The final touch on the New Orleans Pelicans’ coaching staff is the impending addition of Phil Weber as an assistant, multiple sources told The Advocate on Sunday. The hiring was first reported by Yahoo Sports.

Weber most recently served as head coach of the Sioux City Skyforce, which won the NBA Development League’s Central Division with a 29-21 record. He has a wealth of experience in the NBA, particularly alongside new Pelicans coach Alvin Gentry.

The pair worked together with the Phoenix Suns, first as assistants on Mike D’Antoni’s staff (from 2003-08), and then when Weber coached under Gentry for four seasons starting in 2009 while he served as the Suns’ head coach.

Weber has been characterized by his peers for his upbeat personality and a consistently positive outlook, which he often has credited to his experience playing under Jim Valvano at N.C. State.

“You can meet someone who’s as positive as I am, but you can’t meet someone who is more positive than I am,” Weber said in an interview with “I say that because I don’t think we use enough positive tension in our life.”

He’ll join a staff that has varying experience with Gentry, New Orleans and this roster. Defensive specialist Darren Erman is the only coach on the staff to have worked with none of the above.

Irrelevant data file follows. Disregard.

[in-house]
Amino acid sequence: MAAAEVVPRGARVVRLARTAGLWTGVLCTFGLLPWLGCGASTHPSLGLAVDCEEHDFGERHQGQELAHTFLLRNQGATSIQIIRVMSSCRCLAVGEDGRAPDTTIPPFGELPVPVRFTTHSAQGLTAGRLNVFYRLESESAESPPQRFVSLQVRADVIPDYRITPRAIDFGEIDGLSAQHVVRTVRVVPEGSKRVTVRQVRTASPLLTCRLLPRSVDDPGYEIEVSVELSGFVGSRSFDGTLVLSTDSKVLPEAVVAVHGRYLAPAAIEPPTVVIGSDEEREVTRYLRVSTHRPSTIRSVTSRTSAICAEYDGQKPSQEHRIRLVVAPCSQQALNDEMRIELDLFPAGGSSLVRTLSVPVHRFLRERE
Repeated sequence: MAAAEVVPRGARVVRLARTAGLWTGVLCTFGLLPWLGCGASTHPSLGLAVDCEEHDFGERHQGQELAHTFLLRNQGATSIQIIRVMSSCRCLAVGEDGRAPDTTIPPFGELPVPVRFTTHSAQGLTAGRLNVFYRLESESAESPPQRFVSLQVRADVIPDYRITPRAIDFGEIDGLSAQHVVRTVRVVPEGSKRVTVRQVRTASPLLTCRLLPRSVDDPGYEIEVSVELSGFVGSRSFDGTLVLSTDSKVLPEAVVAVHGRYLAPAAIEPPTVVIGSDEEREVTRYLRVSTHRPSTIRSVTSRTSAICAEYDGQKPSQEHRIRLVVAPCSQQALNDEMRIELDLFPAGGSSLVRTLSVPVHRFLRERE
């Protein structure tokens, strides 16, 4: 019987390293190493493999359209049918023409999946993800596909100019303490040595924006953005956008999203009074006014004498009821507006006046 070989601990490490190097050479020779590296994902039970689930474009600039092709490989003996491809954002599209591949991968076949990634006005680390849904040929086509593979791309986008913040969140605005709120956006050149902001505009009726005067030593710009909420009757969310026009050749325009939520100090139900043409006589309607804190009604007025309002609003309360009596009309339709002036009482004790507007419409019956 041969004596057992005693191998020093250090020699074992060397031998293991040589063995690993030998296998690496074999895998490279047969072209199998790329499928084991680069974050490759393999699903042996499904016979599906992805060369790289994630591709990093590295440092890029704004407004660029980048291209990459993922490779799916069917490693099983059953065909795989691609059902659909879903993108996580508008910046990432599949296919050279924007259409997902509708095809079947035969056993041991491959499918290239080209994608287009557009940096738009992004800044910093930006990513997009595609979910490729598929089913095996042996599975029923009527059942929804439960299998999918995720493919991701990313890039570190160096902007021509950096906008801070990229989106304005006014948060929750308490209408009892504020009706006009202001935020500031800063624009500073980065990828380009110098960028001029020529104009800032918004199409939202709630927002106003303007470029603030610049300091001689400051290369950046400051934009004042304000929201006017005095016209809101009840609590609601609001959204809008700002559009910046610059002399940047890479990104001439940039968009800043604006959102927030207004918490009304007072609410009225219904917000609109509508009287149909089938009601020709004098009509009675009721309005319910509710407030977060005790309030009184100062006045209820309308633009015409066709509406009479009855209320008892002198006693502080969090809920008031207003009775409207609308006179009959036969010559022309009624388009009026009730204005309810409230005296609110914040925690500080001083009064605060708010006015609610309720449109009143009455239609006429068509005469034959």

Robert Pack is a New Orleans native who has played and coached with the franchise in the past 15 years. Assistants Kevin Hanson and Fred Vinson are holdovers from Monty Williams’ staff and have worked as specialists with this roster for multiple years. Former video coordinator Elvis Valcarael was in Phoenix with Gentry and was called “the guy who can do a little bit of everything” by the Pelicans’ new head coach.

Now Weber will join the group.

In Jack McCallum’s book “:07 Seconds or Less”, which chronicled the 2005-06 Suns, Weber was routinely described as a talkative force of optimism who focused on wings and guards as well as the mental side of the game. Beyond motivational tactics, he also served as a clinician by working with players on the practice floor.

McCallum wrote that Gentry used to refer to Weber as “white noise” because of his penchant for chatting and an eagerness to weigh in on any topic.

“One of my favorite words in the English language is ‘synergy,’ ” Weber told in 2010. “You add all of the individual pieces, all those skill sets. As the skill sets improve, then you mesh those moving parts into how you want to play.”